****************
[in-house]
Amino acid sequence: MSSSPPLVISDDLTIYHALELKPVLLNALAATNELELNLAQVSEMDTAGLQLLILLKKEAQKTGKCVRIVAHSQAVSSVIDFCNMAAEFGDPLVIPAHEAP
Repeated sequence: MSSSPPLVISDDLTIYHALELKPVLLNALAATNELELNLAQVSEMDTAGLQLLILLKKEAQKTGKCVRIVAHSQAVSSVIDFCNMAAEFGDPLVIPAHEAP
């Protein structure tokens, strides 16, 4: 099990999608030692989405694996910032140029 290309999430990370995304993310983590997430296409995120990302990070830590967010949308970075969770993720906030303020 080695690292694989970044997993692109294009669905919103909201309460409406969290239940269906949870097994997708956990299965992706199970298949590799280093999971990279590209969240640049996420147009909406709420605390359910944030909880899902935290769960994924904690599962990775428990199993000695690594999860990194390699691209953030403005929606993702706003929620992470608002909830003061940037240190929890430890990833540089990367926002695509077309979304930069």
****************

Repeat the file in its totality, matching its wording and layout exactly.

[in-house]
Amino acid sequence: MSSSPPLVISDDLTIYHALELKPVLLNALAATNELELNLAQVSEMDTAGLQLLILLKKEAQKTGKCVRIVAHSQAVSSVIDFCNMAAEFGDPLVIPAHEAP
Repeated sequence: MSSSPPLVISDDLTIYHALELKPVLLNALAATNELELNLAQVSEMDTAGLQLLILLKKEAQKTGKCVRIVAHSQAVSSVIDFCNMAAEFGDPLVIPAHEAP
């Protein structure tokens, strides 16, 4: 099990999608030692989405694996910032140029 290309999430990370995304993310983590997430296409995120990302990070830590967010949308970075969770993720906030303020 080695690292694989970044997993692109294009669905919103909201309460409406969290239940269906949870097994997708956990299965992706199970298949590799280093999971990279590209969240640049996420147009909406709420605390359910944030909880899902935290769960994924904690599962990775428990199993000695690594999860990194390699691209953030403005929606993702706003929620992470608002909830003061940037240190929890430890990833540089990367926002695509077309979304930069």